One of the most important things you can do before you start your trucking business is to estimate your “all-in” cost per mile. Knowing this cost, along with estimating how much you will make, enables you to estimate your expected profit. Profit is your most important number. Your profit is how much you keep, after paying all expenses.
This article is intended for beginning owner-operators. It includes a spreadsheet that you can download and use to estimate your own expenses. Get the spreadsheet here.
Use the following four steps to determine your cost per mile:
Step 1: Determine how many miles you will drive
The most important number for this calculation is the total number of miles that you will drive in a given month. This number of miles includes compensated miles and deadhead (not compensated) miles.
The spreadsheet and following examples assume that the average trucker drives around 8400 miles per month. Obviously, this mileage varies by owner-operator. However, most owner-operators report driving around 100,000 miles a year.
Step 2: Calculate fixed expenses
Fixed expenses are expenses that stay the same from month to month regardless of how many miles you drive. For example, truck payments are considered a fixed expense. They stay the same regardless of how many miles you drive. Trucking insurance, license plates (IRP), and many permits are also fixed expenses.
This table shows an example of possible fixed expenses for a startup owner-operator. As you can see from the list, most fixed expenses are straightforward and easy to calculate.
Some costs are paid yearly as a single payment, rather than monthly. For example, license plates are usually paid once a year. We estimate a yearly cost of $1,500, which equals $125 ($1,500 / 12 = $125) per month. This method helps estimate the “all-in” cost per mile more easily.
Step 3: Calculate variable expenses
Variable expenses are the direct costs associated with driving every mile. They increase and decrease based on the number of miles you drive in a given month.
For example, fuel is a variable expense. You need to buy fuel for every mile you drive. If you drive more miles than usual in a week, your fuel costs will increase proportionally. And if you don’t drive any miles in a given week, you won’t have to pay for fuel that week.
Examples of variable expenses include fuel, meals, telephone, tires, maintenance, and so on. The following table shows examples of variable expenses for an owner-operator.
Notice that the two highest variable costs are fuel and broker fees. Decreasing fuel costs and working to replace brokers with your own clients both lead to lower variable costs (per mile) and higher profits.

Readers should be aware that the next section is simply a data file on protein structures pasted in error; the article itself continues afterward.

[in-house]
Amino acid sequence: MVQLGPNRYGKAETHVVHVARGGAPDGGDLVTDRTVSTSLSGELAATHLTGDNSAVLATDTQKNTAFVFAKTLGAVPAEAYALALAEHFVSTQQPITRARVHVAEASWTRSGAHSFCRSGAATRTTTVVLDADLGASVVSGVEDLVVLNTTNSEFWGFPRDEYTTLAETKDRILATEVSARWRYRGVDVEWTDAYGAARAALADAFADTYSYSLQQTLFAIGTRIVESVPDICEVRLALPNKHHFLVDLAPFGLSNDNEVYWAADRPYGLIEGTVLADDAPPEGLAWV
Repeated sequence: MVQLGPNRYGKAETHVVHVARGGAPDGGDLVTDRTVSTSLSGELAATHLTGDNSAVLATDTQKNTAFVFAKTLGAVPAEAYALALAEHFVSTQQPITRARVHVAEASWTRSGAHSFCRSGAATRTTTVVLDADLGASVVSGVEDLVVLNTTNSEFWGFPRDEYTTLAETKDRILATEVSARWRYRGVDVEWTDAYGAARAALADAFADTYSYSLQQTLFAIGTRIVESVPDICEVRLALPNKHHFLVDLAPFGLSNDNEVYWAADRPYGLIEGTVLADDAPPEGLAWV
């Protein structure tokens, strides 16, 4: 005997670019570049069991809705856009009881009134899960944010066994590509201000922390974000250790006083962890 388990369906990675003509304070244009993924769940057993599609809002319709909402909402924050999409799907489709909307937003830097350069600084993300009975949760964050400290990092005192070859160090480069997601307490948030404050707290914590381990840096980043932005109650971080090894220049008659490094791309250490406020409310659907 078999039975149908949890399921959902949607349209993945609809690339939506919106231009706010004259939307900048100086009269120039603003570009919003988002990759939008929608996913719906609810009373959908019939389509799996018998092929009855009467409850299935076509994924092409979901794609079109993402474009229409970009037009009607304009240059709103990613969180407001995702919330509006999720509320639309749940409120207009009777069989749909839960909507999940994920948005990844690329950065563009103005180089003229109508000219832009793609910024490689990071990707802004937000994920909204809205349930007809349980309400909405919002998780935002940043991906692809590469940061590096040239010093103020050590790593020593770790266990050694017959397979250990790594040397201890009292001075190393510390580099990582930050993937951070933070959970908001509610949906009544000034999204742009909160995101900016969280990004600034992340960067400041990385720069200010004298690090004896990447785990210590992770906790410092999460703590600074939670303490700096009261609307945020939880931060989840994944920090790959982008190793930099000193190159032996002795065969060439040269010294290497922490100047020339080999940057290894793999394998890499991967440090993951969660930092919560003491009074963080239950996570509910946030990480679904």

Step 4: Calculate cost per mile
The last step is to put everything together. Using the number of miles, the monthly fixed costs, and the monthly variable costs we can calculate your costs per mile. To calculate the “cost per mile,” divide the cost by the number of miles you drove that month.
For example, “fixed costs per mile” is calculated by dividing $2515 (fixed costs) by 8,400 (miles), which gives us $0.30 per mile. Using the same method, we calculate variable costs to be $0.70. Adding both numbers provides a “total cost per mile” of $1.00.
One important detail to notice is that – because your fixed costs don’t change – your “fixed costs per mile” decrease as the number of miles you drive increases. Your “variable costs per mile” tend to stay the same regardless of the number of miles you drive.
The following tables put everything together and provide a summary.
Using this information, we determine that, if you drive 8,400 miles per month, getting $1.00 per mile will allow you to meet all your expenses. Every cent above $1.00 becomes your profit. Consequently, if you charge $2.00 a mile, you would make a profit of $1.00 per mile.
Important tips for success
The most effective way to increase your profit is to reduce your highest variable costs. In the above example, the two highest variable costs are fuel and broker fees. You have some control over those costs, which can have a substantial impact on your bottom line.
a) Pay attention to fuel
One of the major mistakes that new (and experienced) truckers make is thinking that the cheapest pump price (fuel + tax) is the cheapest way to get fuel. This is not always the case. Pump prices can be deceiving.
Truckers have to pay taxes to every state that they drive through. The tax cost is based on gallons used (and miles driven, in some states) in a particular jurisdiction. Consequently, you should buy fuel at the lowest base price. This strategy is explained in the article “How truckers buy the cheapest fuel.”
b) Reduce broker use
Every time you get a load from a load board or a broker, you give away a portion of your profits. Pulling a load at a reduced price is better than doing nothing at all, if you charge enough per mile. So load boards and brokers can be useful if used correctly.
Reduce your dependence on brokers/load boards and increase your independence by developing relationships with direct shippers. This approach is the only way you will make any decent money in the trucking industry.
c) Get accounting software
The only way you can successfully manage revenue and expenses is if you use accounting software. One great alternative is TruckBytes. They offer a base package at no cost, which is great for new truckers working on a limited budget. Truckbytes is owned and operated by the folks who run Learntotruck.com.
Disclaimer: This information is provided for education purposes only. It should not be taken as business, financial, or legal advice. The examples reflected in the charts may not match your actual situation.